• The case you cited ruled that it’s ruling specifically only applies to public schools. Just as the 4th ammendment doesn’t protect brown students from brown entering their dorm rooms, there is no constitutional right to due process at a private school.

          • So Brown can declare alleged rapists automatically guilty and the university can mete out specific accelerated punishments for black men accused of rape? Interesting.

          • Brown has a non-discrimination policy so punishing black students differently from non black students would give black students grounds for a lawsuit.

            I do believe Brown could set its misconduct burden of proof low enough to allow an accusation alone to be sufficient for a guilty verdict though if it wanted. I believe Title IX simply only requires that it not be higher than preponderance of evidence but has no minimum.

          • I think the issue is that private schools can only. Be litigated against if they do not follow the “contract” described in their description of how they mete out judgement in proceedings against students, but Constitutionally can do whatever they want.

      • Survivor '15 says:

        You’re also operating under a few incorrect assumptions here: university proceedings are not determining whether rape legally occurred. They’re determining whether a violation of the Student Code of Conduct occurred. They can also only deliver sanctions up to expulsion. Even if they are exploring potentially illegal events, they are not and never have been in the business of determining legality.

        Also, I don’t appreciate being referred to as a moron. I know the process inside and out.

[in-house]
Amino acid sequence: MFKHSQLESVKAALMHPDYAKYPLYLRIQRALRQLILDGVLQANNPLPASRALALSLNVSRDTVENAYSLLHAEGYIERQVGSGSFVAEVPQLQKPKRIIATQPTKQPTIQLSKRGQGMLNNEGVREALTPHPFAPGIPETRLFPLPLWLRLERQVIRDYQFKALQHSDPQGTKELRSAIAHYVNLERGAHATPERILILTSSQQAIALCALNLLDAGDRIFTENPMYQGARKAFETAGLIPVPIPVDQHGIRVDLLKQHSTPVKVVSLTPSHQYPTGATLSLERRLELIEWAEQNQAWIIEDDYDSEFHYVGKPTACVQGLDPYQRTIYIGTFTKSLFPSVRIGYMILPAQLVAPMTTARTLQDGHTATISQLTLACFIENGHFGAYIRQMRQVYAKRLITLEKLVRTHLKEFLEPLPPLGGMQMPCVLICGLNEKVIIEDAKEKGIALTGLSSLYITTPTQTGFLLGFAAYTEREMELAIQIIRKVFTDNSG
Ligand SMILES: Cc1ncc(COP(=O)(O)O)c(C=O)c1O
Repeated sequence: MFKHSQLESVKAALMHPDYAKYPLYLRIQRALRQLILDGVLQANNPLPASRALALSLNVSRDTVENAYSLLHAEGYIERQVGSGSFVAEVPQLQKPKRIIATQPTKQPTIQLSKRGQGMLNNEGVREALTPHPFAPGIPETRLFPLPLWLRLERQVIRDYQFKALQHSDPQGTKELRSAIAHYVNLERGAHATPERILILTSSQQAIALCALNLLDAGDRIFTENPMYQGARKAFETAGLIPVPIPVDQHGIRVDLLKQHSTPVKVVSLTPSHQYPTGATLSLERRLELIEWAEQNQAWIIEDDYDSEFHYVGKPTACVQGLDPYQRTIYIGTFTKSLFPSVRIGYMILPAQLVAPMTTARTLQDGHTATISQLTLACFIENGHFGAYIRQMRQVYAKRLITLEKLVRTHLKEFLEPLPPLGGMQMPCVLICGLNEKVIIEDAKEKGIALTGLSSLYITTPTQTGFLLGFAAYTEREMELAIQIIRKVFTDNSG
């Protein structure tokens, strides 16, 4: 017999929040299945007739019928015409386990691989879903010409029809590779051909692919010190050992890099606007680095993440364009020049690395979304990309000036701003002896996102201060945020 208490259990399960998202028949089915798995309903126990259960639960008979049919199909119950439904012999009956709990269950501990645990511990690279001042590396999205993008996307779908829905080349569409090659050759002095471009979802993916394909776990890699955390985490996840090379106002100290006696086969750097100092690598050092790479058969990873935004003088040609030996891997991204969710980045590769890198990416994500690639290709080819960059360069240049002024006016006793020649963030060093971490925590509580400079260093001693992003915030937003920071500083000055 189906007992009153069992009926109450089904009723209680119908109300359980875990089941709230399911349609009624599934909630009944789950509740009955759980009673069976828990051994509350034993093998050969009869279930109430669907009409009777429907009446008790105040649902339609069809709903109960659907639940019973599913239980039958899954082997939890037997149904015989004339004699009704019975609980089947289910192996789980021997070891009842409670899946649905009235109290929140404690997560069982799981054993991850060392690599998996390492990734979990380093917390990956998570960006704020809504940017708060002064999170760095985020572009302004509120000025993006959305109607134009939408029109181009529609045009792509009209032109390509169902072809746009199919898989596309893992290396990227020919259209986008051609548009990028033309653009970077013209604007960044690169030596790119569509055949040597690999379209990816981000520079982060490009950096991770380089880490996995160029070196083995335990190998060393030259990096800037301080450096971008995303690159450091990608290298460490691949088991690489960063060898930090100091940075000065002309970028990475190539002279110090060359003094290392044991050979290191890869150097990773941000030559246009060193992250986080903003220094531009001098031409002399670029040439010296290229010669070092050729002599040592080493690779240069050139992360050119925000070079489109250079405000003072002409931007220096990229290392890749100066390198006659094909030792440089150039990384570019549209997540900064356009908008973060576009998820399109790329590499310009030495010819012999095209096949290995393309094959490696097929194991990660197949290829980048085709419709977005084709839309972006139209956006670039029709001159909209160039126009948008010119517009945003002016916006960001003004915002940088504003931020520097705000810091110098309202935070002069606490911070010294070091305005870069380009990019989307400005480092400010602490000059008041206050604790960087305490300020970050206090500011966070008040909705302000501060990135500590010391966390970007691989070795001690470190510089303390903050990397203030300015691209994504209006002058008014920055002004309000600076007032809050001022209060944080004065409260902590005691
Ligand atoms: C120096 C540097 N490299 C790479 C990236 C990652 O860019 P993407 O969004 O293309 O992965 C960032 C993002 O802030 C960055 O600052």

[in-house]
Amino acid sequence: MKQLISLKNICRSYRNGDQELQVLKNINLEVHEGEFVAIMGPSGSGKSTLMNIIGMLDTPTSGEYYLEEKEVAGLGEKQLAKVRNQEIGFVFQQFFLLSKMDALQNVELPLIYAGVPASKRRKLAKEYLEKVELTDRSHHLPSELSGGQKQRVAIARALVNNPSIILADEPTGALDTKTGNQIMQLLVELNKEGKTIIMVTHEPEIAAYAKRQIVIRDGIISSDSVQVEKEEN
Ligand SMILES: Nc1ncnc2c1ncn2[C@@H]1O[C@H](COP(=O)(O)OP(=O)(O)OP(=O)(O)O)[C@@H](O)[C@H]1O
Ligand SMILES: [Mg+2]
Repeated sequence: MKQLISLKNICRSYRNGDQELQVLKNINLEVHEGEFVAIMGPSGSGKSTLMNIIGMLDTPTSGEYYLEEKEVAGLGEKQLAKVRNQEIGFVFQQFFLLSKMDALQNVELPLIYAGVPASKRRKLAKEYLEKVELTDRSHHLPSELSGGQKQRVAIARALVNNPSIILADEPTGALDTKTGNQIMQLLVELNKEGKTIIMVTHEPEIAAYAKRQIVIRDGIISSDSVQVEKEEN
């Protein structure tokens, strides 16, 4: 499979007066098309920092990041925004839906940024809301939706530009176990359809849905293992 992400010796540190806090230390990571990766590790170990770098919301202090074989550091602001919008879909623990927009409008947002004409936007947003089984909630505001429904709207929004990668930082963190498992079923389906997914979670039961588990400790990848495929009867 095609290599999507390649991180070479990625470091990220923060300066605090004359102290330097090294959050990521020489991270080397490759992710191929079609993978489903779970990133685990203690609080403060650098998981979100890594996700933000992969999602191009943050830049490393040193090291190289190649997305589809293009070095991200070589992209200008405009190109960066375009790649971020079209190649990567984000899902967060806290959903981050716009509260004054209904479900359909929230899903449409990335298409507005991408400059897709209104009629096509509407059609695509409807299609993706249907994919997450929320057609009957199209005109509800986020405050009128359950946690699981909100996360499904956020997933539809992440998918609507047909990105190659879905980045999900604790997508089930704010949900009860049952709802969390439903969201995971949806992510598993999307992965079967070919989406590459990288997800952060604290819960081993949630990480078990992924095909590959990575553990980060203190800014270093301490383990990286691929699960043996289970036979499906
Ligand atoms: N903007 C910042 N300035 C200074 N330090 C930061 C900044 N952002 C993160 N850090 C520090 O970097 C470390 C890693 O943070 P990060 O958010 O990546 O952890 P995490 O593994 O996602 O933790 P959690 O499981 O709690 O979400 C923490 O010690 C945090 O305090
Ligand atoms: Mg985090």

• When an amateur kangaroo court makes judgements based on little to no due process or rules of evidence, the word “process” should perhaps not be used, moron.

  5. These patriarchal notions of presumption of innocence and the need for professionals at a hearing boggle the mind. Let’s listen to the feminists and women’s studies departments for guidance, ok?

    • Student '15 says:

      If you knew anything about the current revision of policies and anything about the activism on campus, you would know that inclusion of more professionals is on everyone’s demands. Even those godless liberal feminists you seem so threatened by.

  6. This is an incendiary work of fluff that implausibly connects events of the past with the present. There is no substantive conclusion other than those actions happened, and only publicly provokes agony for all those involved parties. Mr. Weinstein, what is the purpose of kicking up unrelated dirt? Because you dug around and exposed semi-known facts about past cases and connected individuals? Congratulations. We all know there is institutional failure in college-led procedures across the country, but don’t use the ghosts of the past for the purpose of your weaseling personal agenda.

    • Wait, what? We know colleges are bad at this but don’t use evidence of colleges being bad at this in an article about a proposed theory of how to make colleges not bad at this?

  7. Awesome article — I think this is one of the first pieces out of the Herald (at least recently) to strike a balance between A. advocating for much needed reforms in campus sexual assault policy and B. recognizing the need for a fair process, rather than one that simply demonizes and punishes every defendant regardless of guilt.

    On top of that, your reliance on facts to paint a concrete picture of Brown’s history with sexual assault policy grounds your policy recommendations in reality, rather than within unjustified abstractions.

    Really nice work!